A few years ago, the JOBS Act made investing in private companies easier for non-accredited investors. Its main goal was to support the funding of small businesses and the business activity of small companies or startups which, until then, had little access to fundraising capital via sources other than traditional banking. So because it is much easier today, with plenty of investment opportunities, let’s discuss how to invest in private companies today and several high risks to consider.
The JOBS Act made crowdfunding a great tool for businesses and entrepreneurs to raise capital. It let them bypass the option of traditional financing via the banking system.
According to an article from RealtyMogul, “To encourage economic growth after the Great Recession, the JOBS Act was implemented to allow private startups and small businesses to use crowdfunding platforms and publicly raise investment capital. According to the U.S. Securities and Exchange Commission (SEC), ‘The final rules makes changes to Rule 506 to permit issuers to use general solicitation and general advertising to offer their securities provided that: the issuer takes reasonable steps to verify that the investors are accredited investors; and all purchasers of the securities fall within one of the categories of persons who are accredited investors under an existing rule.’”
Title III of the JOBS Act went into effect on Nov. 16, 2015. While this allowed non-accredited investors to get involved in crowdfunding, it also limited the maximum amount to $1 million over the course of 12 months.
Where to Find Information About How to Invest in Private Companies
There are many sources on the internet you can visit to get informed about equity crowdfunding. Some popular investment platforms to search for individual offerings are:
You can also find opportunities for private investment by paying attention to Microsoft’s (NASDAQ:MSFT) LinkedIn, the largest business professional network, or by monitoring search engines for press releases.
The startup ecosystem is expanding rapidly, which makes investing in startups much easier. Many companies advertise their private placement offerings on LinkedIn and publish press releases to reach mass media circulation. They present their fundraising goals to investors not only in the U.S., but also around the globe.
Factors to Consider
While the goal of investing in private companies is to buy shares at the early stage of growth (and at a low price) to profit from the future growth, there are many upsides and downsides to consider.
The most notable advantages for private placement investments are:
- Diversification, as the stocks of the private companies are not listed on the stock market.
- The minimum amount of investments is typically small and can be as low as $1.
- Ease of use, as you can search for companies in various business sectors anytime, anywhere.
- You can to due diligence and transparency, as the legally required documents are published and are at your disposal. This helps you clearly understand the terms and conditions of the investments.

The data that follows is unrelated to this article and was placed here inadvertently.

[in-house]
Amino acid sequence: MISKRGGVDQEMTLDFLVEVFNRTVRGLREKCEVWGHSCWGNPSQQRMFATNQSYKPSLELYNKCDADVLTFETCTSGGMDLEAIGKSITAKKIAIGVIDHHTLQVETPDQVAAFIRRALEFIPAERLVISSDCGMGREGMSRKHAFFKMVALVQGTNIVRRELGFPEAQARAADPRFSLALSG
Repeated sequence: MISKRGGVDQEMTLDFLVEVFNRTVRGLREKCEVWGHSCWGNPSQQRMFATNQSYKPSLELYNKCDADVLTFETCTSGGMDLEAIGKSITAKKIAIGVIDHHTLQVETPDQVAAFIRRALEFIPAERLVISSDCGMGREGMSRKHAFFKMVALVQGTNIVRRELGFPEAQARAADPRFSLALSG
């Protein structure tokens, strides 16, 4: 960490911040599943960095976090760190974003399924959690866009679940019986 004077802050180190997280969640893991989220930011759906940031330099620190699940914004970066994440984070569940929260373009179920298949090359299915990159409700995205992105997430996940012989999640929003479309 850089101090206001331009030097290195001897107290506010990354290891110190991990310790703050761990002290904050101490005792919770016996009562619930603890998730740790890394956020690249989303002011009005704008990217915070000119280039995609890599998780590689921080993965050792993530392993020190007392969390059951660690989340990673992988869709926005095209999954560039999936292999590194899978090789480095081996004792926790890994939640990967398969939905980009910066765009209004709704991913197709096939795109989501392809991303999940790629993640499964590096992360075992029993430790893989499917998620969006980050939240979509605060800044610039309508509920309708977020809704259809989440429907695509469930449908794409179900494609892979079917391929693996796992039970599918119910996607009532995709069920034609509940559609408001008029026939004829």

- In most cases, the private offerings close only when the minimum goal of capital raised is reached. In cases where it does not hit that minimum, then the investment is returned to you.
- Several investment platforms publish founder stories, which can be useful to evaluate the business opportunities. After all, you not only invest in companies but in the management team and their experience as well.
- You can manage and track your investments on some platforms.
- Almost every company builds its community online, so you can get in contact with other investors and ask questions.
- Many companies offer perks related to the amount of investment, and these perks can be discounts or even first access to new products.
Most Common Risks About Private Investing
As I mentioned, there are also plenty of risks associated with private investing. A few of the main ones to keep in mind are:
- Investing in private companies is much riskier than investing in publicly traded companies, as the startups have a short history of financial performance to evaluate.
- As with many investments, you could lose your capital.
- You may face strong illiquidity until stocks go public.
- In most cases, there are no dividends paid.
- There is the risk of dilution if the companies decide to have several other fundraising rounds in the future.
If you understand fully these risks and consider private investing to be part of your diversified portfolio then you can check and monitor other alternative investment opportunities in private companies. Understanding these risks is not only essential but also practical for other issues such as tax treatment purposes. On all the mentioned investment platforms, these investment opportunities are not investment recommendations. It is up to you to decide whether to invest or not after due diligence and measuring the merits and risks.
As of this writing, Stavros Georgiadis did not hold a position in any of the aforementioned securities.
Investing through equity and real estate crowdfunding or asset tokenization requires a high degree of risk tolerance. Despite what individual companies may promise, there’s always the chance of losing a portion, or the entirety, of your investment. These risks include:
1) Greater chance of failure
2) Risk of fraudulent activity
3) Lack of liquidity
4) Economic downturns
5) Dearth of investor education
Read more: Private Investing Risks